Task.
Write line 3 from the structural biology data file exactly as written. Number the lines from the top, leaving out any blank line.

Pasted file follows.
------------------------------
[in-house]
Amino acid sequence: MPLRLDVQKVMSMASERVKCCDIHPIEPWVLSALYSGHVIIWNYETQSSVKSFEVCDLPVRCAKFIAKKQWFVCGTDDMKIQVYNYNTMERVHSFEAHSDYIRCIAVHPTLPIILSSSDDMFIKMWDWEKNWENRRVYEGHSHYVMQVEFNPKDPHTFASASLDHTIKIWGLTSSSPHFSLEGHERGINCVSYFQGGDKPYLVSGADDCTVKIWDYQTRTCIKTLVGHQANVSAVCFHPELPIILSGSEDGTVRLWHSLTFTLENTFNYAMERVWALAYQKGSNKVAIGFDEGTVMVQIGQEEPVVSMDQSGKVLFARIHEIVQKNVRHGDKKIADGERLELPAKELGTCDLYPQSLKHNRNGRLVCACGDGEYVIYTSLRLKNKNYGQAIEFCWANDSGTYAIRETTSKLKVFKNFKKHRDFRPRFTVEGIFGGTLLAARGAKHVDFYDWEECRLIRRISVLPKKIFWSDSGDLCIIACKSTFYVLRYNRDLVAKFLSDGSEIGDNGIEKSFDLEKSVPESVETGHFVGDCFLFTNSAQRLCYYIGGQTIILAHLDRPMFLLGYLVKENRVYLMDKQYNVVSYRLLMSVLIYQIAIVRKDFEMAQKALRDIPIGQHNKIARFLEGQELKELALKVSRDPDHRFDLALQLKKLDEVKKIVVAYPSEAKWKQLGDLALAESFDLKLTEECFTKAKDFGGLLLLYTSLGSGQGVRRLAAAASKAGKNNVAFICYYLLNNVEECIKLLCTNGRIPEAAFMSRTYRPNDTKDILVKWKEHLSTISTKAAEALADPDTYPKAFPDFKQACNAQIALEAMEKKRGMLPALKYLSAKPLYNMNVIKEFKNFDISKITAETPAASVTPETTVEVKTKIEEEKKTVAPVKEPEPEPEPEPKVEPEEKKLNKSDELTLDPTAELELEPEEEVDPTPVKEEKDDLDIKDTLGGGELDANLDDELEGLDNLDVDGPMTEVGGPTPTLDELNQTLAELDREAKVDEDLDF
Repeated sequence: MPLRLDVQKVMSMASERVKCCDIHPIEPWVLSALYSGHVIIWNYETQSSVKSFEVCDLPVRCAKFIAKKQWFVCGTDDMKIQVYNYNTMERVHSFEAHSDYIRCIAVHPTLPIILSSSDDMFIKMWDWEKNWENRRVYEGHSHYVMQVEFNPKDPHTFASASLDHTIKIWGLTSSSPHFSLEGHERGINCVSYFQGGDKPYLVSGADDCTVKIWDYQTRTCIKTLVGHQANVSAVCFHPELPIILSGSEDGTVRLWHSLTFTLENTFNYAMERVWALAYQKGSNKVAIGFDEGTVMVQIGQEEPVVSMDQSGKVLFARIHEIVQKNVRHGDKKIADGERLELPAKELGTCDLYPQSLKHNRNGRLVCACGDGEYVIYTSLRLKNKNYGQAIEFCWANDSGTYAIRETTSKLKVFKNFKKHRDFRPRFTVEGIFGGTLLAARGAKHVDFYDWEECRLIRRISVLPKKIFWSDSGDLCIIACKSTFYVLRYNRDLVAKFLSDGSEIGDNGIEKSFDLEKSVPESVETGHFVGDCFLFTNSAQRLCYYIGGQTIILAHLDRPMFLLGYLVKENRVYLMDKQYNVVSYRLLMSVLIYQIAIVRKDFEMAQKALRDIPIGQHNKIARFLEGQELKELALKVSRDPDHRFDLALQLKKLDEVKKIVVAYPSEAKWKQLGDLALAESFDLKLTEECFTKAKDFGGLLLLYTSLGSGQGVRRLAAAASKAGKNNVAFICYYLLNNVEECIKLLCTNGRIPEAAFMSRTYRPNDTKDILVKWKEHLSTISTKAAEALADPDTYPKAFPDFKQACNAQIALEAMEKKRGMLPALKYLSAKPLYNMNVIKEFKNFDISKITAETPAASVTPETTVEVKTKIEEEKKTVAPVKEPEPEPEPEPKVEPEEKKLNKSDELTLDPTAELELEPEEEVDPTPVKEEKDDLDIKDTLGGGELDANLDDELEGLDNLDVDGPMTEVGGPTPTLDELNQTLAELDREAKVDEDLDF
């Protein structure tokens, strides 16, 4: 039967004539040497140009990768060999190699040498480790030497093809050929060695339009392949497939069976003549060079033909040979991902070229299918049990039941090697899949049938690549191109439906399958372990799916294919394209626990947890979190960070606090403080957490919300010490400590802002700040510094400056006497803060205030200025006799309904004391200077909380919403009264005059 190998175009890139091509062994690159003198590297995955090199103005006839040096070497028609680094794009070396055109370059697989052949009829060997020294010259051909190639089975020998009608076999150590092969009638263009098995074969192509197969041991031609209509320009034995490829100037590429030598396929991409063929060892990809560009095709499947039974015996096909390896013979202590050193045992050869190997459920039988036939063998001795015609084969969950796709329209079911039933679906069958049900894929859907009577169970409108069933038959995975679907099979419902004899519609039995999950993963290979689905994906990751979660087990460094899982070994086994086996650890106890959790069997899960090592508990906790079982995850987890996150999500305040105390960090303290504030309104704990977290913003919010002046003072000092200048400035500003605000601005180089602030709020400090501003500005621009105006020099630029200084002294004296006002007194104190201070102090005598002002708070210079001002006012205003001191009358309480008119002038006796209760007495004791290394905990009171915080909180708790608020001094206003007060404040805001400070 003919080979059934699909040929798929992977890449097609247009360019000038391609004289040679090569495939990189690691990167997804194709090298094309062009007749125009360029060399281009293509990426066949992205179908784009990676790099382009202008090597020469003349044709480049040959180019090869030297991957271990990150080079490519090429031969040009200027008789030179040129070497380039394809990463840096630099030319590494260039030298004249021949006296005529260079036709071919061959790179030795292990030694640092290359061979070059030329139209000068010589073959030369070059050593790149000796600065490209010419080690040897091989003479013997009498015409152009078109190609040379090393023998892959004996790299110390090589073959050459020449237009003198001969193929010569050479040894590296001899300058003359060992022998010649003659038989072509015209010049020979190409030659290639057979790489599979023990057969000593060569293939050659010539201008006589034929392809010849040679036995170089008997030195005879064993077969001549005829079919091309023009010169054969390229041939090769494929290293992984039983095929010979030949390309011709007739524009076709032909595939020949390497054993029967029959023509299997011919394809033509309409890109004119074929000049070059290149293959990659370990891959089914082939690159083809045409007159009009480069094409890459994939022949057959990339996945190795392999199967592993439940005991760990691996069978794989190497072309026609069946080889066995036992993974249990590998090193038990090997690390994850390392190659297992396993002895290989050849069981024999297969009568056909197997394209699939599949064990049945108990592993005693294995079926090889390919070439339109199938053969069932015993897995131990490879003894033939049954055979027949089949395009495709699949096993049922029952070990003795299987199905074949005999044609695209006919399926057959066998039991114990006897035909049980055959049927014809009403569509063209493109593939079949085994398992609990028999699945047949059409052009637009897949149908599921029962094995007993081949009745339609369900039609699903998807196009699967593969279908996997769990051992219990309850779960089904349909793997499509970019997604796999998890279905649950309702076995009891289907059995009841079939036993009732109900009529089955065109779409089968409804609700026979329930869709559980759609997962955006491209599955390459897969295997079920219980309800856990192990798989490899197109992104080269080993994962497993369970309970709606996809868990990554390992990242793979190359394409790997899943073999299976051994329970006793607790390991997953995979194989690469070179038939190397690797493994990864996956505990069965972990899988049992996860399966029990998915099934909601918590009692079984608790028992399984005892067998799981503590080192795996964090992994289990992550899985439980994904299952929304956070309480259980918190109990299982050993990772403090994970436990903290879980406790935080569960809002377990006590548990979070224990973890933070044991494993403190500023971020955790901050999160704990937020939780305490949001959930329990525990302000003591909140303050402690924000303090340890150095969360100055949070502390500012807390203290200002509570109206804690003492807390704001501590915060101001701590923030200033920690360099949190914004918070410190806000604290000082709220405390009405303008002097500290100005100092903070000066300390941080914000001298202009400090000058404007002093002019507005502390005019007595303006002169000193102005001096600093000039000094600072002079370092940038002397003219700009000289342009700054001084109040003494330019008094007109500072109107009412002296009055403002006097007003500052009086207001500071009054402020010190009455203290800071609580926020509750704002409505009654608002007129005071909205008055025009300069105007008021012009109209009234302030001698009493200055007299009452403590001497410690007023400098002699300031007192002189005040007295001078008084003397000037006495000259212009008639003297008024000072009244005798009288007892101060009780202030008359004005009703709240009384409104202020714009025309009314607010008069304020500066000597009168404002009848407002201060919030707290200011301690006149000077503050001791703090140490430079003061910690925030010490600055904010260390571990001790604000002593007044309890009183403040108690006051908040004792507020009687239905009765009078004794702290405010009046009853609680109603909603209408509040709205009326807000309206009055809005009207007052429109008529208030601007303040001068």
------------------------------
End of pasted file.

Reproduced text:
Repeated sequence: MPLRLDVQKVMSMASERVKCCDIHPIEPWVLSALYSGHVIIWNYETQSSVKSFEVCDLPVRCAKFIAKKQWFVCGTDDMKIQVYNYNTMERVHSFEAHSDYIRCIAVHPTLPIILSSSDDMFIKMWDWEKNWENRRVYEGHSHYVMQVEFNPKDPHTFASASLDHTIKIWGLTSSSPHFSLEGHERGINCVSYFQGGDKPYLVSGADDCTVKIWDYQTRTCIKTLVGHQANVSAVCFHPELPIILSGSEDGTVRLWHSLTFTLENTFNYAMERVWALAYQKGSNKVAIGFDEGTVMVQIGQEEPVVSMDQSGKVLFARIHEIVQKNVRHGDKKIADGERLELPAKELGTCDLYPQSLKHNRNGRLVCACGDGEYVIYTSLRLKNKNYGQAIEFCWANDSGTYAIRETTSKLKVFKNFKKHRDFRPRFTVEGIFGGTLLAARGAKHVDFYDWEECRLIRRISVLPKKIFWSDSGDLCIIACKSTFYVLRYNRDLVAKFLSDGSEIGDNGIEKSFDLEKSVPESVETGHFVGDCFLFTNSAQRLCYYIGGQTIILAHLDRPMFLLGYLVKENRVYLMDKQYNVVSYRLLMSVLIYQIAIVRKDFEMAQKALRDIPIGQHNKIARFLEGQELKELALKVSRDPDHRFDLALQLKKLDEVKKIVVAYPSEAKWKQLGDLALAESFDLKLTEECFTKAKDFGGLLLLYTSLGSGQGVRRLAAAASKAGKNNVAFICYYLLNNVEECIKLLCTNGRIPEAAFMSRTYRPNDTKDILVKWKEHLSTISTKAAEALADPDTYPKAFPDFKQACNAQIALEAMEKKRGMLPALKYLSAKPLYNMNVIKEFKNFDISKITAETPAASVTPETTVEVKTKIEEEKKTVAPVKEPEPEPEPEPKVEPEEKKLNKSDELTLDPTAELELEPEEEVDPTPVKEEKDDLDIKDTLGGGELDANLDDELEGLDNLDVDGPMTEVGGPTPTLDELNQTLAELDREAKVDEDLDF